DUBAI/RIYADH • Saudi Arabia faced a growing chorus of incredulity yesterday over its belated explanation of how critic and journalist Jamal Khashoggi died inside its Istanbul consulate, as world powers demanded answers and information on the whereabouts of his body.
After a fortnight of denials, the Saudi authorities admitted on Saturday that the Washington Post columnist was killed after entering the consulate on Oct 2, a disappearance that sparked outrage and plunged the Gulf kingdom into a spiralling international crisis.
Turkish officials have accused Riyadh of carrying out a state-sponsored killing and dismembering the body, with pro-government media in Turkey reporting the existence of video and audio evidence to back those claims.
Police have searched a forest in Istanbul where they believe his body may have been disposed of.
After initially saying Mr Khashoggi had left the consulate unharmed, and then that they were investigating his disappearance, the Saudi authorities backtracked and admitted the 60-year-old was killed in a "brawl" with officials inside the consulate.
But that narrative - combined with the absence of Mr Khashoggi's body - quickly drew scepticism and scorn from many, including staunch allies.
Ankara vowed to reveal all the details of its own inquiry as United States President Donald Trump said he was unsatisfied with Saudi Arabia's response to the columnist's death, while the European Union, Germany, France, Britain, Australia, Canada and the United Nations also demanded greater clarity.
Yesterday, a senior government official told Reuters a new version of the death inside the Saudi consulate in Istanbul that, in key respects, contradicts previous explanations.
The Saudi official, who requested anonymity, gave details of how the team of 15 Saudi nationals sent to confront Mr Khashoggi had threatened him with being drugged and kidnapped, and then killed him in a chokehold when he resisted.
A member of the team then dressed in Mr Khashoggi's clothes to make it appear as if he had left the consulate, according to this account.
And the Saudi official said the body was not cut up, but that it was rolled up in a rug and given to a "local cooperator" for disposal.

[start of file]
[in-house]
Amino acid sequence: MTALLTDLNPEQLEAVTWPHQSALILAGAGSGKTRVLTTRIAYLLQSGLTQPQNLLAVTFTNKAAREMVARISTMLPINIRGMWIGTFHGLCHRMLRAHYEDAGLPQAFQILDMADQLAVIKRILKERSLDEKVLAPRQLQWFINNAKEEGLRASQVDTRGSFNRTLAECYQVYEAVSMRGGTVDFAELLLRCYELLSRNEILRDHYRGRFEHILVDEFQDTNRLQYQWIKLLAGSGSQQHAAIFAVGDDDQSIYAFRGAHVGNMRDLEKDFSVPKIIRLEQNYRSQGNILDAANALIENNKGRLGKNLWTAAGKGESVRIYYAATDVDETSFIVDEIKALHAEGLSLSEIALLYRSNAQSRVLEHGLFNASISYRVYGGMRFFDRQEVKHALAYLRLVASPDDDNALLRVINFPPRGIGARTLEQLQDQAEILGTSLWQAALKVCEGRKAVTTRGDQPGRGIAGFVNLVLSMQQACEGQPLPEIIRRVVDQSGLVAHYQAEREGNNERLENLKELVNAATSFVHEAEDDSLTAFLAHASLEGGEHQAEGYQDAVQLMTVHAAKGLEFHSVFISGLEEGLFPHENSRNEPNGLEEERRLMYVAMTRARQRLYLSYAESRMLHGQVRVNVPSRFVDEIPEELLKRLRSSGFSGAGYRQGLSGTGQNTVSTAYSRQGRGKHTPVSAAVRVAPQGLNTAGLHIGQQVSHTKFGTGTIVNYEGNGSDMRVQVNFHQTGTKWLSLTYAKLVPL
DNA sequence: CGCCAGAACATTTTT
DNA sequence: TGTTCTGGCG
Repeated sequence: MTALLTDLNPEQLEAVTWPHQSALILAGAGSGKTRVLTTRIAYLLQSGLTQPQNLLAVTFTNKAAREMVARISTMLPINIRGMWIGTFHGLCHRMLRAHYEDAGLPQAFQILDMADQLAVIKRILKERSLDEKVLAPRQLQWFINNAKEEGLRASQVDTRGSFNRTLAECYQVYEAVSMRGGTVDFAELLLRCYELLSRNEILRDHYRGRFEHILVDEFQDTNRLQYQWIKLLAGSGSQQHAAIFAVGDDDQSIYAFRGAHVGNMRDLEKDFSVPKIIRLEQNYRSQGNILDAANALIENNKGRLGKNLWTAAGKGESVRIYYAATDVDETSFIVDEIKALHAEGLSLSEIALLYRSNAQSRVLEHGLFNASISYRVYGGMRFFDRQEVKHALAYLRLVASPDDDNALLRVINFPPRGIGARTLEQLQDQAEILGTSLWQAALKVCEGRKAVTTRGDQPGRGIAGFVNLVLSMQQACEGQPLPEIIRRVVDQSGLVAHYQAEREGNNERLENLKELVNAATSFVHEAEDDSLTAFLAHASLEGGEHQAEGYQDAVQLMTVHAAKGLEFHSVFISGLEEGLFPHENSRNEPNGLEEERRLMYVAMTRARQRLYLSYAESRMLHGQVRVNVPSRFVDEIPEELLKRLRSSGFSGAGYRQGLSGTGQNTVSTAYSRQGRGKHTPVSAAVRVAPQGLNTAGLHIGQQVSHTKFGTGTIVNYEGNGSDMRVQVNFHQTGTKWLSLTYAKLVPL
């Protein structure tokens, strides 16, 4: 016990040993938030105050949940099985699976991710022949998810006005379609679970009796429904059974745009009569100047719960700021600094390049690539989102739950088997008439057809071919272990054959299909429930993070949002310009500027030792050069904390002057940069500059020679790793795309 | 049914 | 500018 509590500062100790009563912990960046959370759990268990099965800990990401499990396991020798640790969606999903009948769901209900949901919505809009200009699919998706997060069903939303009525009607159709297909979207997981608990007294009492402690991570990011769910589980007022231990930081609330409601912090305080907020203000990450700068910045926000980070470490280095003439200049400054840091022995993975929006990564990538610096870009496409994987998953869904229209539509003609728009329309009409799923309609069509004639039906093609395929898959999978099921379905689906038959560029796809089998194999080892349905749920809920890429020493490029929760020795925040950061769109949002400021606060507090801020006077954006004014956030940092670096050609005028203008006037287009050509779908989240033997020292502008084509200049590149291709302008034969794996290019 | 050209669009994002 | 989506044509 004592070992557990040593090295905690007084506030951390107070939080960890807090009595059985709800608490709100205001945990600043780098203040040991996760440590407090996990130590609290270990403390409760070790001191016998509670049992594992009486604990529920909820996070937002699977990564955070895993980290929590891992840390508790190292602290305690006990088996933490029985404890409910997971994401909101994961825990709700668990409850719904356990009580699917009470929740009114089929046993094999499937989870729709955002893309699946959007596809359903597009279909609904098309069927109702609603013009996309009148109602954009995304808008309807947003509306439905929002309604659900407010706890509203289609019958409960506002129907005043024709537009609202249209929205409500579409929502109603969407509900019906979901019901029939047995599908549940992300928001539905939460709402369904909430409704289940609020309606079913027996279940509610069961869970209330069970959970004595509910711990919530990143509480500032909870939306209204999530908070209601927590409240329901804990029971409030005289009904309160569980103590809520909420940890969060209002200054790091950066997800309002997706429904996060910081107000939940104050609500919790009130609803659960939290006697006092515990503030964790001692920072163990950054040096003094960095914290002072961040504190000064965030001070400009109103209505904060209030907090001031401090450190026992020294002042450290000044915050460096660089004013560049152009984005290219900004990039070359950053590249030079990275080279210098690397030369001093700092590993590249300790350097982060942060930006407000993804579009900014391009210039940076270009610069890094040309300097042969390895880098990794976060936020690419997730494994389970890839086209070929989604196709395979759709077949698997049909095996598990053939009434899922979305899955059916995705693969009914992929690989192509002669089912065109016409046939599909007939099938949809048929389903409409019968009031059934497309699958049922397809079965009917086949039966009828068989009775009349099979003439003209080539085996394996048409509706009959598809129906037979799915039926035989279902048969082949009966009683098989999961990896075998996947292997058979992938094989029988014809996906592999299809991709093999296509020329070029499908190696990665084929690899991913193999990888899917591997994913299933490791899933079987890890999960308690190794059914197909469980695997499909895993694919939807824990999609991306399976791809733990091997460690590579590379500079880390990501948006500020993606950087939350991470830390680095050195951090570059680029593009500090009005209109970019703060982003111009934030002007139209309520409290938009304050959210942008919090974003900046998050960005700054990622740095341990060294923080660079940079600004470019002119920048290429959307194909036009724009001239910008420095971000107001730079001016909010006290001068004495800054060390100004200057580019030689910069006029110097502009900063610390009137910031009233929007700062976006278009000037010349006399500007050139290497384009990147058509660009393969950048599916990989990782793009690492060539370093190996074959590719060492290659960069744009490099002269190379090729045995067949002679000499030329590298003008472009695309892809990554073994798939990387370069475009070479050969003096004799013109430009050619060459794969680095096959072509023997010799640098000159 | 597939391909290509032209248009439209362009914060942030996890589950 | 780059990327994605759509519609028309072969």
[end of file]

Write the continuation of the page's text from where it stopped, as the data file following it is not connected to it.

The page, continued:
The controversy has put the kingdom - for decades a key ally in Western efforts to contain Iran - under unprecedented pressure. It has also evolved into a major crisis for Crown Prince Mohammed bin Salman, a Trump administration favourite widely known as MBS, whose image as a modernising Arab reformer has been gravely undermined.
Canada is among the latest countries to question Riyadh's version of events. "The explanations offered to date lack consistency and credibility," Canadian Foreign Minister Chrystia Freeland said in a statement on Saturday.
Senior US Republican Senator Marco Rubio was more stark in his assessment. "Saudi Arabia's changing stories on #KhashoggiMurder are getting old. The latest one about a fist fight gone bad is bizarre," he tweeted, renewing his call for sanctions against those responsible.
Saudi newspapers yesterday were branded with headlines of support for the kingdom's government.
Okaz's front page said "Justice continues... accountability is coming", while Al-Riyadh daily said there was a "wide welcome" of the government's "justice and firmness" in the case of Mr Khashoggi.
In the Saturday admission, Saudi Attorney-General Sheikh Saud al-Mojeb said 18 Saudis had been arrested and two top aides of Prince Mohammed sacked, together with three other intelligence agents.
Many in Saudi Arabia are standing with the 33-year-old Prince.
"It is difficult to do everything perfectly 100 per cent of the time," said human resource specialist Khalid Tamimy, 42, who was visiting the Riyadh Park mall with his wife and three young children. He said he was uncertain of the details of the Khashoggi case.
Saudi media presents a pro-government version of events dramatically at odds with what the rest of world's media is reporting.
A retired Western diplomat said that although the fallout of the Khashoggi case may damage the Prince's reputation abroad, many Saudis who enjoy a comfortable lifestyle driven by oil profits will probably continue to support Prince Mohammed.
"The average Saudi will say, 'I'm sorry, it shouldn't have happened, but neither should Guantanamo Bay or Abu Ghraib - I'm not going to throw this all away for one journalist,'" he said.
AGENCE FRANCE-PRESSE, REUTERS, WASHINGTON POST